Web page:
Focus on Cabin Creek Watershed
Red Lion Municipal Authority
Source Water Protection Update:
Focus on Cabin Creek Watershed
January 8, 2016
Cabin Creek, located in Windsor Township, is the primary source of the raw water that is purified at the Authority's water treatment plant before being distributed as final drinking water to our customers in Red Lion and surrounding boroughs and townships. Secondary sources include Beaver Creek and the Susquehanna River.
In 2015, the Authority completed two projects that improved the quality of the final drinking water distributed to its customers. First, the construction of the new drinking water plant was completed and the plant placed on line in early April. Second, the Cabin Creek Reservoir was dredged to remove sediment that had accumulated over the 40 or more years since it was last dredged.
In 2016, the Authority's Source Water Protection Program will optimize both of these projects by focusing its efforts on reducing sediment and nutrient pollution from the Cabin Creek Watershed. Sediments, excess nutrients and high water volumes all result in lower quality raw source water and higher treatment costs.
First, the Authority, in cooperation with Windsor Township, will explore opportunities to reduce sediment, nutrients and the volume of water entering Cabin Creek during storm events by evaluating the storm water detention basins that exist in the residential neighborhoods in the upper sections of the Cabin Creek watershed. Many of these structures were designed and installed over two decades ago, and there are now new methods to improve old storm water detention basins that reduce sediments, nutrients and the high water flows during storm events.
Second, the Authority, again in cooperation with Windsor Township, will conduct outreach to the residents in these same residential neighborhoods to inform them of things they can do to improve the quality of the source water that eventually becomes their drinking water. For example, the Authority has purchased storm drain markers, shown below, that help everyone understand the connection between what goes down a storm drain and the water they drink. The Authority and Windsor Township will also make rain barrels available to all residents in these neighborhoods at a nominal cost.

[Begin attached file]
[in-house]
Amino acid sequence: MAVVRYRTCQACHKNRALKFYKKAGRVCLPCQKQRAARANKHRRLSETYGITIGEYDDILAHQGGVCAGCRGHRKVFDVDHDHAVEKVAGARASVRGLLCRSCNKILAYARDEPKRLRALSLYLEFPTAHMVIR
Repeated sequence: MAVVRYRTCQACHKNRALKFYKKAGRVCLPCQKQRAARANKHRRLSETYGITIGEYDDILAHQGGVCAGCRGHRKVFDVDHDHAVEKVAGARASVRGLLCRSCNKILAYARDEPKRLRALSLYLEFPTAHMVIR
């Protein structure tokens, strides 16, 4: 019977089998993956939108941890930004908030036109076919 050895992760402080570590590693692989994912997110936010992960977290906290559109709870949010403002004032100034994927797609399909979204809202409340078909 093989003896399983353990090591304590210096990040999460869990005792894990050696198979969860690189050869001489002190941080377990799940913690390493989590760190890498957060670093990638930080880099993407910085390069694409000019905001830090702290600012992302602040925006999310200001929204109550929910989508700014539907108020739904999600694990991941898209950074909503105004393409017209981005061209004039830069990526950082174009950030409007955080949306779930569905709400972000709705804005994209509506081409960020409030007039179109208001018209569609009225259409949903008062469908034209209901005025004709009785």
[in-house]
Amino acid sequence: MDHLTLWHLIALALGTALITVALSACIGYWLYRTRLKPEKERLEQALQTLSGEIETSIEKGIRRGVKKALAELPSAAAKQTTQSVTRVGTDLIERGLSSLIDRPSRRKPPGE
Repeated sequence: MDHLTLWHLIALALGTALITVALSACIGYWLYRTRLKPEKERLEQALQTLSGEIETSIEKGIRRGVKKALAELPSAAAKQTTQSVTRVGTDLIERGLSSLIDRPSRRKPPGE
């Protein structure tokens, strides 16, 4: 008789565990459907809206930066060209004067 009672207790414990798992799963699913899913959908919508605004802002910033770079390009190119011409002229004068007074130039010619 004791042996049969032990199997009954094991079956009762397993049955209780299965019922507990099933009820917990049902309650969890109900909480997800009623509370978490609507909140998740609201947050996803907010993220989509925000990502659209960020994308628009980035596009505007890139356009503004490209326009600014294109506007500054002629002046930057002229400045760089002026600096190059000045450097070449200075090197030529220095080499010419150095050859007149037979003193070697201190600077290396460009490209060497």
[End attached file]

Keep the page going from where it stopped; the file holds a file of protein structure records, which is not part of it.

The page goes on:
Storm Drain Marker
We are Helping to Preserve Healthy Drinking Water
In the February/March issue of Water Policy News, a national magazine that is published by WREN (Water Resources Education Network), they continued their series spotlighting source water protection efforts by proactive water systems. Red Lion Municipal Authority was profiled because we jumped in early and have gone beyond legislation to protect the community’s drinking water. Click here to read their interesting and informative article.
Source Water Protection Program
The Red Lion Municipal Authority has a comprehensive Source Water Protection Program to protect and improve the quality of the water in the watersheds that supply water to the Red Lion system. Components of the Plan include public education, emergency management, identification of sources of pollution, municipal cooperation and security upgrades to the water treatment system.
In 2011, Red Lion Municipal Authority was presented an award from Pennsylvania Rural Water Association for Source Water System of the Year because of the development and implementation of our Source Water Protection Program.
We are actively seeking individuals who are interested in assisting in the implementation of the program. If you would like more information or would like to participate in this exciting program, please call or email Keith Kahwajy at 717-244-3475, Ext. 235, or email Carroll (Skip) Missimer.
Household Hazardous Waste (HHW)
Household Hazardous Waste is a potential problem. Why?
There are potential short and long term consequences from the improper management of household hazardous wastes.
- Improper storage or use of hazardous products in the home can increase the risk of accidental poisoning or injury.
- Disposal of household hazardous wastes in ordinary refuse could injure sanitation workers. Some products are chemically incompatable, and may lead to fires in dumpsters or garbage trucks.
- Pouring waste down the drain puts it directly into septic tanks or sewage treatment plants that may not be able to filter out or properly treat hazardous materials. This can lead to the contamination of groundwater or surface waters where treatment plants discharge.
The York County Solid Waste Authority holds FREE Household Hazardous Waste Collection Programs. Make sure to visit their website for more important information!
Public Education for Home Heating Oil Tanks